If our systems break down when we need them the most, what good are they really?
                      But we have to be careful about breakdown versus the random craziness of life. If you don't even want to look at your lists, and haven't done any kind of review in a month or more, I'd probably say it's a breakdown. But if you have a couple of bad days and then get back on the horse, no big deal. To paraphrase DA, you have to have had the experience of mind like water, and know how to get back to it. I've found that I need to strip GTD to its most streamlined form to get there more often; a complicated system just needs too much maintenance.

                      Comment


                      • #26
                        Originally posted by human View Post
                        Yes. I'm working on this. I love your "eat the bear" reminder -- and I noticed that your power-up routine happens before you get on the bus to head to campus (did I read right?). That makes sense. I notice that, the moment students and others find me, I can be derailed from the very bears I have planned to eat.
                        No. My power-up routine (I like THAT term so much I think I will adopt it) occurs when i am in my 'north shore' office. I often have to commute to the city campus for meetings. I am less likely to miss the bus if I have organised myself well prior. The trap for young players is to go for the bus 2 minutes before it leaves and then need to organise meeting materials. Best to do that first thing.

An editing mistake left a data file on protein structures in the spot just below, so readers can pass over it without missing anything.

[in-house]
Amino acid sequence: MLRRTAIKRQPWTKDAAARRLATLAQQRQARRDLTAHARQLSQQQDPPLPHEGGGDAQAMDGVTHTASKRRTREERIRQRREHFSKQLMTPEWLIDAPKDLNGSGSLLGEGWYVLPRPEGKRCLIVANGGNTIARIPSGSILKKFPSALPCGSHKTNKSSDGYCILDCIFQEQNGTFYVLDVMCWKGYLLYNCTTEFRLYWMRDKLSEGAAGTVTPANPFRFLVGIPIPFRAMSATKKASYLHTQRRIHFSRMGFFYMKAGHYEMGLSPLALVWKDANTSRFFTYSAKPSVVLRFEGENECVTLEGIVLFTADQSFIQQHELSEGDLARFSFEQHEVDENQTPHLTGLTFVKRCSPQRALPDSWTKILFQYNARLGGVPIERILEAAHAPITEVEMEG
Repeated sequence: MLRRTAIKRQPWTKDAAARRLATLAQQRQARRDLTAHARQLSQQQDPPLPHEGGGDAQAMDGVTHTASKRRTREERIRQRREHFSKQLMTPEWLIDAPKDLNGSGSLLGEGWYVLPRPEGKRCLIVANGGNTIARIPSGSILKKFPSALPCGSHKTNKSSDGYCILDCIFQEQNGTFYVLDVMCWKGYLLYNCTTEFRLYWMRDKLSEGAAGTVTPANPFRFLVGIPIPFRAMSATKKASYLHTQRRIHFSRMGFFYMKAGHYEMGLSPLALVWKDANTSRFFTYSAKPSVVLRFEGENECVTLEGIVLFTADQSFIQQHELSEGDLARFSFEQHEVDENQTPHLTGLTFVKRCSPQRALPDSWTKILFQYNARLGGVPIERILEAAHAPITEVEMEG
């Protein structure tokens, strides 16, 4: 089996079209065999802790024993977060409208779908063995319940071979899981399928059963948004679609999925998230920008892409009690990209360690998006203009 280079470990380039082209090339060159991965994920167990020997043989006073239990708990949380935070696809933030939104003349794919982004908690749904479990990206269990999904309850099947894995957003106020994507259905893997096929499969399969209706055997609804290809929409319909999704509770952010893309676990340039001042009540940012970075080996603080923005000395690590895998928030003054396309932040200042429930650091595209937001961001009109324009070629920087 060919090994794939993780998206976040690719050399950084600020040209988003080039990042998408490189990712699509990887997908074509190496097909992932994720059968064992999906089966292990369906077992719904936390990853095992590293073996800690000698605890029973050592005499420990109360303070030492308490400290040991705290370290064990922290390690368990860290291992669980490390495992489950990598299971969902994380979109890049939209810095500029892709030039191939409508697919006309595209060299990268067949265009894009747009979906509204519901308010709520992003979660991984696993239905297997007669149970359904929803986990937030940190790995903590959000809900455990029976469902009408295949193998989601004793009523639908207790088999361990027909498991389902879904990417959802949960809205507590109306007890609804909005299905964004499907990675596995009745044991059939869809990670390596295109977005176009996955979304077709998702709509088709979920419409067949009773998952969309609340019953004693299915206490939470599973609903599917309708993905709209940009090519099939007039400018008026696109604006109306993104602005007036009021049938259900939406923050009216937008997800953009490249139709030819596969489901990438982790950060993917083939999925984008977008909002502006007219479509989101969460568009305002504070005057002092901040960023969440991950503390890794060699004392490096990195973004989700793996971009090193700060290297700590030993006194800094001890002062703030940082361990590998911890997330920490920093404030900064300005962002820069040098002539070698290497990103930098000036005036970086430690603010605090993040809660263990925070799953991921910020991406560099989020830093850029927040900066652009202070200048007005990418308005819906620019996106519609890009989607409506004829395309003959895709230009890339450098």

I have few students (10 postgraduates) they are all trained to make appointments. If I had a mass of undergraduates then I would definitely create set office hours and play very hard to get outside of those (notwithstanding their ability to make appointments outside of set office hours).

                        Comment


                        • #27
                          Just a quick question (I suppose that this could apply to any aspect of life or business and GTD) I am a research student doing a PhD and so as a lot of you will know there are many threads of research running at the same time.

                          How is it best to deal with this with the GTD model (I use omnifocus as my tool).

                          For example. I have just read through my notes from a meeting that I had with my supervisor. From it came about 12 questions / areas that I need to investigation. I have listed these on my note pad for clarity. Off the top of my head it will possible take about 2 hours per question. Each will involve me sitting down at a computer and researching using legal databases (Lexis and Westlaw) and so each are single actions (I think)